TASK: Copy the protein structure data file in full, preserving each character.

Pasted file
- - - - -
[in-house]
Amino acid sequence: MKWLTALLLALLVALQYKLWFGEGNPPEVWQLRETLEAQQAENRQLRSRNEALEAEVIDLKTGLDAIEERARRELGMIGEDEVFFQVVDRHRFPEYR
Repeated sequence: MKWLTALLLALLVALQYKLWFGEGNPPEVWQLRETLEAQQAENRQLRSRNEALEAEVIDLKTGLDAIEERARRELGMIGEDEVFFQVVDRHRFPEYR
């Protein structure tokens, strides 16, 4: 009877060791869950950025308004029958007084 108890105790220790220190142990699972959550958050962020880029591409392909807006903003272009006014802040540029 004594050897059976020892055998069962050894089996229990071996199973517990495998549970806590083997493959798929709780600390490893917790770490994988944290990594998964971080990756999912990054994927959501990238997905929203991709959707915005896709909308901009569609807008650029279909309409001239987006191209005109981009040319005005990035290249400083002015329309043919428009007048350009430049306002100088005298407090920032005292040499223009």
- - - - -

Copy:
[in-house]
Amino acid sequence: MKWLTALLLALLVALQYKLWFGEGNPPEVWQLRETLEAQQAENRQLRSRNEALEAEVIDLKTGLDAIEERARRELGMIGEDEVFFQVVDRHRFPEYR
Repeated sequence: MKWLTALLLALLVALQYKLWFGEGNPPEVWQLRETLEAQQAENRQLRSRNEALEAEVIDLKTGLDAIEERARRELGMIGEDEVFFQVVDRHRFPEYR
């Protein structure tokens, strides 16, 4: 009877060791869950950025308004029958007084 108890105790220790220190142990699972959550958050962020880029591409392909807006903003272009006014802040540029 004594050897059976020892055998069962050894089996229990071996199973517990495998549970806590083997493959798929709780600390490893917790770490994988944290990594998964971080990756999912990054994927959501990238997905929203991709959707915005896709909308901009569609807008650029279909309409001239987006191209005109981009040319005005990035290249400083002015329309043919428009007048350009430049306002100088005298407090920032005292040499223009």